Mr Justice Sanfey held that courts and creditors placed trust in PIPs to present accurate evidence in PIA applications. Here, there was not a frank acknowledgement at an early stage that the standards had not been observed, the court said. In particular, the court was concerned that the mischaracterisation of the debt was not addressed immediately.

The issue was first ignored and then rationalised in a way which “raised more questions than they answered”.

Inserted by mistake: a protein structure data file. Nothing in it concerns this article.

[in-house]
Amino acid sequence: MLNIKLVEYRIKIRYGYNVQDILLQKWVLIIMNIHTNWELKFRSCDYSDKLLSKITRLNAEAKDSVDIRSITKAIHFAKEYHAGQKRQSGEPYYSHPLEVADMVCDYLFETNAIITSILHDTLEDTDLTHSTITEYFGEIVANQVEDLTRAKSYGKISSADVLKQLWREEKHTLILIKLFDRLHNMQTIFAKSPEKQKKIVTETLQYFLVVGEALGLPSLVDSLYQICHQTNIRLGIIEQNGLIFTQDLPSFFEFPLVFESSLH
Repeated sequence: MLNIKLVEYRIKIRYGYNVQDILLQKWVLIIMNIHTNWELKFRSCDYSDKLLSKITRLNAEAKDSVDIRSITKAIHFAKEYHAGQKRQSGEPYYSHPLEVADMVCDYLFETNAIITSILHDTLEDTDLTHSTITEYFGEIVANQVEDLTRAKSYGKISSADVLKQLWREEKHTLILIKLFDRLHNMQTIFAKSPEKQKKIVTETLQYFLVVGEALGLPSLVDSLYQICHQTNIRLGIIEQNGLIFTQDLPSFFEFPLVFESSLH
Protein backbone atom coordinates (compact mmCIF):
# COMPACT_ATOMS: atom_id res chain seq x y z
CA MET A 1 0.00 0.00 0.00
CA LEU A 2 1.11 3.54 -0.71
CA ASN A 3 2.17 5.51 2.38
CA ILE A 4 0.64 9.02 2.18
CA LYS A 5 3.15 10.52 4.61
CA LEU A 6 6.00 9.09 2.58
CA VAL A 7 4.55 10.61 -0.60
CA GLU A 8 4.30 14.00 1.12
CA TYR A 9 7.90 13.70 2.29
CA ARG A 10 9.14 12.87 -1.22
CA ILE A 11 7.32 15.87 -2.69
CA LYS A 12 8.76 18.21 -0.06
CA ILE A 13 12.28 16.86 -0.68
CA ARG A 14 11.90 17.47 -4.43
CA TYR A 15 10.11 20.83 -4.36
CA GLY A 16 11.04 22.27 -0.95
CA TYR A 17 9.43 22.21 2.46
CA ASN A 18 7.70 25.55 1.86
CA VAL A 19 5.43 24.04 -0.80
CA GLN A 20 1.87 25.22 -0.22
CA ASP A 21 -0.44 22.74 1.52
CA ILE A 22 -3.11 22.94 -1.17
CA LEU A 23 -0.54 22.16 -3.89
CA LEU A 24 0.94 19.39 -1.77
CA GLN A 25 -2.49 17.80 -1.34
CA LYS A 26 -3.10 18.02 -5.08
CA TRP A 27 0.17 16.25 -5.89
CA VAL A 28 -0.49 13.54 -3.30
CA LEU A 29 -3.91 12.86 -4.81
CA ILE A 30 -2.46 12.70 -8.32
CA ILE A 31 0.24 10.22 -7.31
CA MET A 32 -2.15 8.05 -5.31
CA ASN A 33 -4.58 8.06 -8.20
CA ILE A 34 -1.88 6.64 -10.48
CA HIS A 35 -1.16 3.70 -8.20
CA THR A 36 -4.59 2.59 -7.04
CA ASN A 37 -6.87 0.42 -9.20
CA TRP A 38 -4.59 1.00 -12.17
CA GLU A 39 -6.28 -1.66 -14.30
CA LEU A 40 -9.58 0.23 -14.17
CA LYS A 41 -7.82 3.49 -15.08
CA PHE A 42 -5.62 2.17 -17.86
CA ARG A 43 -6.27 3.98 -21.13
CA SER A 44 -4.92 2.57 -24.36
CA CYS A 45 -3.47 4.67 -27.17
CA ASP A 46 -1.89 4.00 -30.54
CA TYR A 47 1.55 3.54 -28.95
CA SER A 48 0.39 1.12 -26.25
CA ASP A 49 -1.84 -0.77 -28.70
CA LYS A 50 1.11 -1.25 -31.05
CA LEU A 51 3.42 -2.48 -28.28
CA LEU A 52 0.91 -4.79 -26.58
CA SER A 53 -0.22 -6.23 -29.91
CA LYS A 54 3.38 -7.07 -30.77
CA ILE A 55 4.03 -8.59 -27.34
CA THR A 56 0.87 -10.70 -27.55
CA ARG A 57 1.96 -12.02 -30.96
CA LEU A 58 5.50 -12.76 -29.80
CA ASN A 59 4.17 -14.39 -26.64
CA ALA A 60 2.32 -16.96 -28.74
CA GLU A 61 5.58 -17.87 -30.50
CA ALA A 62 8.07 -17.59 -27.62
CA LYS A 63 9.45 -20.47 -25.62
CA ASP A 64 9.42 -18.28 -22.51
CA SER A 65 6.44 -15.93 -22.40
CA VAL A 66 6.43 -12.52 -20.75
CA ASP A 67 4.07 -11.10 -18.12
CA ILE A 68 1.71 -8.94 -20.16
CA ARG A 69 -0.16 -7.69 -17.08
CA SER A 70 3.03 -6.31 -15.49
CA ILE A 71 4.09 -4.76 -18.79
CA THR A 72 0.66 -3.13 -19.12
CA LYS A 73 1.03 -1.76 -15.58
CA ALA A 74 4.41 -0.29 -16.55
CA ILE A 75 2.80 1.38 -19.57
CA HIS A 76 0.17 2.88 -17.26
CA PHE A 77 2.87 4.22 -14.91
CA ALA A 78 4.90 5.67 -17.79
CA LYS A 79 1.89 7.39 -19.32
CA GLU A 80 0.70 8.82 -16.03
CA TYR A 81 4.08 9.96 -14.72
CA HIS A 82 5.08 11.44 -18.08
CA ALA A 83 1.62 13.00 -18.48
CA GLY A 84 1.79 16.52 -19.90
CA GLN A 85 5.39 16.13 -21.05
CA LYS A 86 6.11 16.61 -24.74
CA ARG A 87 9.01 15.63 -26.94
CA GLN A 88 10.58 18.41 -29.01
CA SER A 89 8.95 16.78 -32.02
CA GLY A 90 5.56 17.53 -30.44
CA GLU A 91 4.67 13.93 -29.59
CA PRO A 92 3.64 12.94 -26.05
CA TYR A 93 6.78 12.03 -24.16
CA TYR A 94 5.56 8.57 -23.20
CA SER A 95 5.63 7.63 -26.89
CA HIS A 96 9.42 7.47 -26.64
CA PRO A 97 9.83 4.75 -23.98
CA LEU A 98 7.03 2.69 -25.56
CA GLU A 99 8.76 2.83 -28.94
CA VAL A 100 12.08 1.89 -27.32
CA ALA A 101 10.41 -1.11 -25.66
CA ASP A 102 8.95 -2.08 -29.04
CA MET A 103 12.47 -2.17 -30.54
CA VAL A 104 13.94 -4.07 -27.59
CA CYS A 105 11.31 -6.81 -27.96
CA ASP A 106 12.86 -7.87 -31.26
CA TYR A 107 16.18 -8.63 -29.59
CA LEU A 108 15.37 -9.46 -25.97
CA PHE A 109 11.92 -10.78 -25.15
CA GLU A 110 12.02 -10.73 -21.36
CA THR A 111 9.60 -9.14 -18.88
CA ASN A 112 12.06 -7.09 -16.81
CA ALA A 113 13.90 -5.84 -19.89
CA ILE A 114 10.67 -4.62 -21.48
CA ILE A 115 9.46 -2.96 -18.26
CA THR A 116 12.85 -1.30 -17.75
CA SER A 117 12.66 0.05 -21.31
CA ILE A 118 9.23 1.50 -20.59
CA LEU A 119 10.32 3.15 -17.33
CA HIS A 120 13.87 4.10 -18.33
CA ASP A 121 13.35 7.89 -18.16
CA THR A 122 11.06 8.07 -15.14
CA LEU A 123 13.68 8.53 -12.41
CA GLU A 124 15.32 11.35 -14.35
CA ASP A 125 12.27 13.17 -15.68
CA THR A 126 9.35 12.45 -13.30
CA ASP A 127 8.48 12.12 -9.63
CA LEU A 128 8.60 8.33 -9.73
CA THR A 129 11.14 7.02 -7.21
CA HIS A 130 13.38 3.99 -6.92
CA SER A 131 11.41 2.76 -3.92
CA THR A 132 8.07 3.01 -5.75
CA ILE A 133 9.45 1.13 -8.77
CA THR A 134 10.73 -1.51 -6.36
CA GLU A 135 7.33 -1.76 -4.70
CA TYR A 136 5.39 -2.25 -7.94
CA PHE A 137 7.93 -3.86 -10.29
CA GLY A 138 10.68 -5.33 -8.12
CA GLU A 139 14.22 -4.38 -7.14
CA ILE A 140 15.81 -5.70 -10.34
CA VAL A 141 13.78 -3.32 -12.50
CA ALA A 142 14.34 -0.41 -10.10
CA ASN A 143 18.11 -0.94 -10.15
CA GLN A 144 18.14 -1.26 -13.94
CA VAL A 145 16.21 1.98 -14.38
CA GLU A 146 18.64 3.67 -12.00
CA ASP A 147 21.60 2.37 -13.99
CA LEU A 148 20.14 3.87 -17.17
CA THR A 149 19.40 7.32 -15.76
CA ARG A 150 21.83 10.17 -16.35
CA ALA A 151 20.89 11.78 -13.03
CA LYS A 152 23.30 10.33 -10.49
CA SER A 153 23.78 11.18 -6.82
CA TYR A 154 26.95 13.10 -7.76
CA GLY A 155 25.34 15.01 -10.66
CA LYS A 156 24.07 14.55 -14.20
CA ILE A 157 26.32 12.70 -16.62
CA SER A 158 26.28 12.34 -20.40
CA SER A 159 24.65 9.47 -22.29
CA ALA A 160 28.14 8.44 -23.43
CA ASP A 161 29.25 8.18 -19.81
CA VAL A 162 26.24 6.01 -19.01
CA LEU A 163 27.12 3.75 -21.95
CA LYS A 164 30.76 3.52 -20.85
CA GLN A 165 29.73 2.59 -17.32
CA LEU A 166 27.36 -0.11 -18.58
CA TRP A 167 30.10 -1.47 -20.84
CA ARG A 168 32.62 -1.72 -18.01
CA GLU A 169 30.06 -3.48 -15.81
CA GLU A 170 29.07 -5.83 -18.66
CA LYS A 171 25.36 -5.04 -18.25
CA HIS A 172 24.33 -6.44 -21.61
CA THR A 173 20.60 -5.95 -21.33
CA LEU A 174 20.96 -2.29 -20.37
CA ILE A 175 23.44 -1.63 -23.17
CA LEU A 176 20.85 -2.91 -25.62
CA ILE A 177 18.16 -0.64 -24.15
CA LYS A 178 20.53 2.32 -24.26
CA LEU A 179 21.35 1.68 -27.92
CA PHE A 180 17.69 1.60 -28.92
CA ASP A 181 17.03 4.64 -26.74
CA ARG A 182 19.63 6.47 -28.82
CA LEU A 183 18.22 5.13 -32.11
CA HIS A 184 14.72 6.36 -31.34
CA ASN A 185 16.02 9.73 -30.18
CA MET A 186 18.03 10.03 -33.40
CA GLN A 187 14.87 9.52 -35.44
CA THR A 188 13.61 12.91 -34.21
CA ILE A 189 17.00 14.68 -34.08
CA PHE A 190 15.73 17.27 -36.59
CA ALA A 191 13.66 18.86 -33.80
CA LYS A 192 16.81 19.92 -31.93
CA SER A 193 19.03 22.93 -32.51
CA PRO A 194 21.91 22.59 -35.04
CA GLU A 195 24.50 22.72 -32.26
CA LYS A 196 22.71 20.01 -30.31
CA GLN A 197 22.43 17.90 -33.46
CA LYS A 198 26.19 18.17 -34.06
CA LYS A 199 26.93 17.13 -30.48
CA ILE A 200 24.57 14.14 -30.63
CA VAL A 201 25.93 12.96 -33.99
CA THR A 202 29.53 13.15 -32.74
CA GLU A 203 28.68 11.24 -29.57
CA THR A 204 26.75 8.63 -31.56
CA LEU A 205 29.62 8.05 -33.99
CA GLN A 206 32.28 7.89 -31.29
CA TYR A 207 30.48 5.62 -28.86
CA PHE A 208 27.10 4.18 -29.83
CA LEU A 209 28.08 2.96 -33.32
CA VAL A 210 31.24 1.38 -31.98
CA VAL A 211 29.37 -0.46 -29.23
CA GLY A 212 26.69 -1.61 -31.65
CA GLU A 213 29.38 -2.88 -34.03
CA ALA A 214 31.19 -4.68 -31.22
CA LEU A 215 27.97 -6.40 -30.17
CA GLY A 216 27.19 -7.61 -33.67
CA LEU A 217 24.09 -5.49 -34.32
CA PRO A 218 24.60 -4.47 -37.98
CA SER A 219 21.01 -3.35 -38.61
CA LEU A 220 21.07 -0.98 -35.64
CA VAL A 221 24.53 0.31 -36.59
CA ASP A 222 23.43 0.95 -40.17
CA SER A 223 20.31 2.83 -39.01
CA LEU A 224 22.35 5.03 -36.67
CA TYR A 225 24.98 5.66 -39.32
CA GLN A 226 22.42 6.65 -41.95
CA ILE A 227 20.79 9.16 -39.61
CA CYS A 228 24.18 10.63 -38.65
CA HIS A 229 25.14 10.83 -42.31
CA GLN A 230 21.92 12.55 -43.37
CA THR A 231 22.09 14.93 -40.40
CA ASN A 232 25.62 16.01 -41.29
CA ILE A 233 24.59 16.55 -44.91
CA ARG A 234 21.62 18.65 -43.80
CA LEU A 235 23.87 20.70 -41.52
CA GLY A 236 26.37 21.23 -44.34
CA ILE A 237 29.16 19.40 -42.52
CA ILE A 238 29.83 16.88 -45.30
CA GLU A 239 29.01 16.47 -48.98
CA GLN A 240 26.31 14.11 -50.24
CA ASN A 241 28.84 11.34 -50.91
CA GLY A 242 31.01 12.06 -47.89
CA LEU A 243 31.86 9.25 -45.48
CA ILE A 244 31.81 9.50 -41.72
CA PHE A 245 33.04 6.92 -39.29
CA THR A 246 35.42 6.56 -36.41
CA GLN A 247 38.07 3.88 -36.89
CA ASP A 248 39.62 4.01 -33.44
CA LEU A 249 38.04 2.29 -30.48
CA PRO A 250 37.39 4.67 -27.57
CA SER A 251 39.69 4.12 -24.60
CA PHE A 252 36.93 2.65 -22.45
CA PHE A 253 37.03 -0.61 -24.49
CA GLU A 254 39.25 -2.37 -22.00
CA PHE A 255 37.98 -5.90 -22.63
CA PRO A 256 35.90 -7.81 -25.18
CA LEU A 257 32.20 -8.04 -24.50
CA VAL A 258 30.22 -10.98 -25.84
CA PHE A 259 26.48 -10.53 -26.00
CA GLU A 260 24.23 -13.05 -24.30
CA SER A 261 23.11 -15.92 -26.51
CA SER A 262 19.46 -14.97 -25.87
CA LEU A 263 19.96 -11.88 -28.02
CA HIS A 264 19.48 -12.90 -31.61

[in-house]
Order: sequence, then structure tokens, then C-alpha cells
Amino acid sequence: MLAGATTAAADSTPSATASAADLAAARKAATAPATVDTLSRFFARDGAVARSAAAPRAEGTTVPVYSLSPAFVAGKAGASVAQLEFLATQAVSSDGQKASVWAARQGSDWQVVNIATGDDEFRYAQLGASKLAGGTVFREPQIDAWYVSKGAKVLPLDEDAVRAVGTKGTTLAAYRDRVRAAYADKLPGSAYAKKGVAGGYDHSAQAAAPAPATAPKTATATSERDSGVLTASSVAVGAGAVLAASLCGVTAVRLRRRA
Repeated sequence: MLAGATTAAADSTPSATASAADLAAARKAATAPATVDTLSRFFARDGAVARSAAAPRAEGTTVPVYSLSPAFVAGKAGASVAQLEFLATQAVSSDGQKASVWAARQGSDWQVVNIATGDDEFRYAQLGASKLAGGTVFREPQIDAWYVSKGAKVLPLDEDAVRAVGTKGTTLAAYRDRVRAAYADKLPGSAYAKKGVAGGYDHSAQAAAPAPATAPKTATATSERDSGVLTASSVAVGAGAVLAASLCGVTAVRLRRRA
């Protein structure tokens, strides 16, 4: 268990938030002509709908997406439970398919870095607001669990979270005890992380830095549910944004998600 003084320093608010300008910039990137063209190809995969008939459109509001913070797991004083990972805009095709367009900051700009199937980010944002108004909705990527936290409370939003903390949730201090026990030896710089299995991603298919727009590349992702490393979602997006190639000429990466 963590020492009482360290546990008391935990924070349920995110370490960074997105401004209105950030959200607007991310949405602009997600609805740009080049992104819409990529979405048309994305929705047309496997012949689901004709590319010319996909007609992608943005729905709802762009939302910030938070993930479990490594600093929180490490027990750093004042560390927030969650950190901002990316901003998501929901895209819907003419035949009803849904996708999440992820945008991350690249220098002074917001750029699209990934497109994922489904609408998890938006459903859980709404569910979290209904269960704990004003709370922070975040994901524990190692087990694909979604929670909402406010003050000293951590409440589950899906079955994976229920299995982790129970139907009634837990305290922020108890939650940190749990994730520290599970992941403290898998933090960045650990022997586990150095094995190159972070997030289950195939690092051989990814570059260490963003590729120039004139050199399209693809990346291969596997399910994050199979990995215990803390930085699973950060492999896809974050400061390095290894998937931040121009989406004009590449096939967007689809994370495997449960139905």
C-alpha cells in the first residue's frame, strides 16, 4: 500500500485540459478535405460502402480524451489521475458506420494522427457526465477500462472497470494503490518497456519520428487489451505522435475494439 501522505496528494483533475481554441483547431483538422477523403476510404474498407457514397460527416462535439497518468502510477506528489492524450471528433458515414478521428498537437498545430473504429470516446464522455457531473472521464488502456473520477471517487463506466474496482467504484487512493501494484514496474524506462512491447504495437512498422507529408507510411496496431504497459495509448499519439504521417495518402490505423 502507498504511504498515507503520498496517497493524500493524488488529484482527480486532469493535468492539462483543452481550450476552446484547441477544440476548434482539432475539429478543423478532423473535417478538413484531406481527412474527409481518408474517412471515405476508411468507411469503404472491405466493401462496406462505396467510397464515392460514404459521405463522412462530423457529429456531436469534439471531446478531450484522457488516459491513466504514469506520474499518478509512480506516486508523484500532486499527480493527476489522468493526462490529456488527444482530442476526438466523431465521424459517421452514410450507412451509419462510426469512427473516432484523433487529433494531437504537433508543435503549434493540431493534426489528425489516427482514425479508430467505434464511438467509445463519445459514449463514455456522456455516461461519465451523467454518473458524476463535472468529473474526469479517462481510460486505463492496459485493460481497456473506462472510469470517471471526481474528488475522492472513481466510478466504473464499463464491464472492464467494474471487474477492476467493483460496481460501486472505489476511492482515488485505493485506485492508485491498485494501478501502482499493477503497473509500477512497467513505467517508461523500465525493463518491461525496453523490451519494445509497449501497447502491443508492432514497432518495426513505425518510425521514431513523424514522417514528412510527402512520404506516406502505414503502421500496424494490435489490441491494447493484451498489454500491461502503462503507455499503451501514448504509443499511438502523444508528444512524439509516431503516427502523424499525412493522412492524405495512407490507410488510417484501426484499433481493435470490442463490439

The court accepted that the PIP was a “dedicated and skilled practitioner” who worked diligently in the case. However, the court was “not impressed” by the PIP’s explanation of events, describing it as “garbled and contradictory”. The claim that Revenue required the debt to be preferential was “unsupported by the evidence”.

In this case, the PIP had “fallen well below the appropriate ethical standards to be expected from a personal insolvency practitioner”. Although no order was necessary, the court expected all PIPs to “reflect carefully on their obligations to creditors and the court”.

Bourke v Personal Insolvency Acts 2012-2021 [2022] IEHC 371